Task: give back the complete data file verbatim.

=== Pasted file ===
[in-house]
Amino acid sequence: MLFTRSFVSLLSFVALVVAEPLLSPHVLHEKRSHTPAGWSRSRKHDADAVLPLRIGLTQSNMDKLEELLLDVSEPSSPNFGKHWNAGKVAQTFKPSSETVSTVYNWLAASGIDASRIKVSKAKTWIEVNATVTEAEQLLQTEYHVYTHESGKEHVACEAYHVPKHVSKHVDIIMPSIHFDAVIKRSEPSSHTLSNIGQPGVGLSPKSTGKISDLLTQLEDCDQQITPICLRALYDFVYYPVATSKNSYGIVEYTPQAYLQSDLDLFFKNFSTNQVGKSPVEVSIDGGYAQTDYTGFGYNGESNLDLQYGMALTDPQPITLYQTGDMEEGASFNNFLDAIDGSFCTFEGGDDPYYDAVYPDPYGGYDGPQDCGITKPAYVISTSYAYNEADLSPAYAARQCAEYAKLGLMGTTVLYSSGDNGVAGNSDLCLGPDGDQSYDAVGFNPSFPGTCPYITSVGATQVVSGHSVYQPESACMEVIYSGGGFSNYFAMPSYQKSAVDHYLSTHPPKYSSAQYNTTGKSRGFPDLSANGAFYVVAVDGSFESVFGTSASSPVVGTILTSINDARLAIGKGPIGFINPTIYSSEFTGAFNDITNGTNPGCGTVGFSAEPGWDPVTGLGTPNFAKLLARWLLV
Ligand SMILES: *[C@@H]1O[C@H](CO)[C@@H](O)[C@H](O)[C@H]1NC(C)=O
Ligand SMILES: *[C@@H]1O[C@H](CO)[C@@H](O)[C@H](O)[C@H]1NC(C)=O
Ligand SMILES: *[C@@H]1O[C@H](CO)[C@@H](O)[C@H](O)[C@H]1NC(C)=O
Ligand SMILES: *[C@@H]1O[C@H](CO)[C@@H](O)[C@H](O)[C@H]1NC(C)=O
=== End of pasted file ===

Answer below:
[in-house]
Amino acid sequence: MLFTRSFVSLLSFVALVVAEPLLSPHVLHEKRSHTPAGWSRSRKHDADAVLPLRIGLTQSNMDKLEELLLDVSEPSSPNFGKHWNAGKVAQTFKPSSETVSTVYNWLAASGIDASRIKVSKAKTWIEVNATVTEAEQLLQTEYHVYTHESGKEHVACEAYHVPKHVSKHVDIIMPSIHFDAVIKRSEPSSHTLSNIGQPGVGLSPKSTGKISDLLTQLEDCDQQITPICLRALYDFVYYPVATSKNSYGIVEYTPQAYLQSDLDLFFKNFSTNQVGKSPVEVSIDGGYAQTDYTGFGYNGESNLDLQYGMALTDPQPITLYQTGDMEEGASFNNFLDAIDGSFCTFEGGDDPYYDAVYPDPYGGYDGPQDCGITKPAYVISTSYAYNEADLSPAYAARQCAEYAKLGLMGTTVLYSSGDNGVAGNSDLCLGPDGDQSYDAVGFNPSFPGTCPYITSVGATQVVSGHSVYQPESACMEVIYSGGGFSNYFAMPSYQKSAVDHYLSTHPPKYSSAQYNTTGKSRGFPDLSANGAFYVVAVDGSFESVFGTSASSPVVGTILTSINDARLAIGKGPIGFINPTIYSSEFTGAFNDITNGTNPGCGTVGFSAEPGWDPVTGLGTPNFAKLLARWLLV
Ligand SMILES: *[C@@H]1O[C@H](CO)[C@@H](O)[C@H](O)[C@H]1NC(C)=O
Ligand SMILES: *[C@@H]1O[C@H](CO)[C@@H](O)[C@H](O)[C@H]1NC(C)=O
Ligand SMILES: *[C@@H]1O[C@H](CO)[C@@H](O)[C@H](O)[C@H]1NC(C)=O
Ligand SMILES: *[C@@H]1O[C@H](CO)[C@@H](O)[C@H](O)[C@H]1NC(C)=O